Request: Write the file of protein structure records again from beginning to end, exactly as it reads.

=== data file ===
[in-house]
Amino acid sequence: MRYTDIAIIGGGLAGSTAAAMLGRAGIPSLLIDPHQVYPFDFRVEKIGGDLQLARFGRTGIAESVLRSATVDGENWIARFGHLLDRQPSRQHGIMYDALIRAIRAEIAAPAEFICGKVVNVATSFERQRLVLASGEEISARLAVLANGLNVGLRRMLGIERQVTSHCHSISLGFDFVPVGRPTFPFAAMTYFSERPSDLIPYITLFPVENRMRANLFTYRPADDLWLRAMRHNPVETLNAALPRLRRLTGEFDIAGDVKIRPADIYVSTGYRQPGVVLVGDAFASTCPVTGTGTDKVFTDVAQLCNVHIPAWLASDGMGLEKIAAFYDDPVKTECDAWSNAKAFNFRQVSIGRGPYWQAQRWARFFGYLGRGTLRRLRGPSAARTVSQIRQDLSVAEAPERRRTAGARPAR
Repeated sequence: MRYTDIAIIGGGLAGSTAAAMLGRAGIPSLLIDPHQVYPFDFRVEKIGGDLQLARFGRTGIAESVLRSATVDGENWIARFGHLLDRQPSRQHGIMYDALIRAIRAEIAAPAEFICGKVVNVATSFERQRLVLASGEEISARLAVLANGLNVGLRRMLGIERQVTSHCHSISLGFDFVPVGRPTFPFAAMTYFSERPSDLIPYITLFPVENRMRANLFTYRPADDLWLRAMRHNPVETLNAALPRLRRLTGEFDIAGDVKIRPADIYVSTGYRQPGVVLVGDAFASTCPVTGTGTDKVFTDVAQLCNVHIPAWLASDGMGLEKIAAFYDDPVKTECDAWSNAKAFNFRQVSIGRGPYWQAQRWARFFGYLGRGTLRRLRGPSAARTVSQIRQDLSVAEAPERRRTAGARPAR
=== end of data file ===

[in-house]
Amino acid sequence: MRYTDIAIIGGGLAGSTAAAMLGRAGIPSLLIDPHQVYPFDFRVEKIGGDLQLARFGRTGIAESVLRSATVDGENWIARFGHLLDRQPSRQHGIMYDALIRAIRAEIAAPAEFICGKVVNVATSFERQRLVLASGEEISARLAVLANGLNVGLRRMLGIERQVTSHCHSISLGFDFVPVGRPTFPFAAMTYFSERPSDLIPYITLFPVENRMRANLFTYRPADDLWLRAMRHNPVETLNAALPRLRRLTGEFDIAGDVKIRPADIYVSTGYRQPGVVLVGDAFASTCPVTGTGTDKVFTDVAQLCNVHIPAWLASDGMGLEKIAAFYDDPVKTECDAWSNAKAFNFRQVSIGRGPYWQAQRWARFFGYLGRGTLRRLRGPSAARTVSQIRQDLSVAEAPERRRTAGARPAR
Repeated sequence: MRYTDIAIIGGGLAGSTAAAMLGRAGIPSLLIDPHQVYPFDFRVEKIGGDLQLARFGRTGIAESVLRSATVDGENWIARFGHLLDRQPSRQHGIMYDALIRAIRAEIAAPAEFICGKVVNVATSFERQRLVLASGEEISARLAVLANGLNVGLRRMLGIERQVTSHCHSISLGFDFVPVGRPTFPFAAMTYFSERPSDLIPYITLFPVENRMRANLFTYRPADDLWLRAMRHNPVETLNAALPRLRRLTGEFDIAGDVKIRPADIYVSTGYRQPGVVLVGDAFASTCPVTGTGTDKVFTDVAQLCNVHIPAWLASDGMGLEKIAAFYDDPVKTECDAWSNAKAFNFRQVSIGRGPYWQAQRWARFFGYLGRGTLRRLRGPSAARTVSQIRQDLSVAEAPERRRTAGARPAR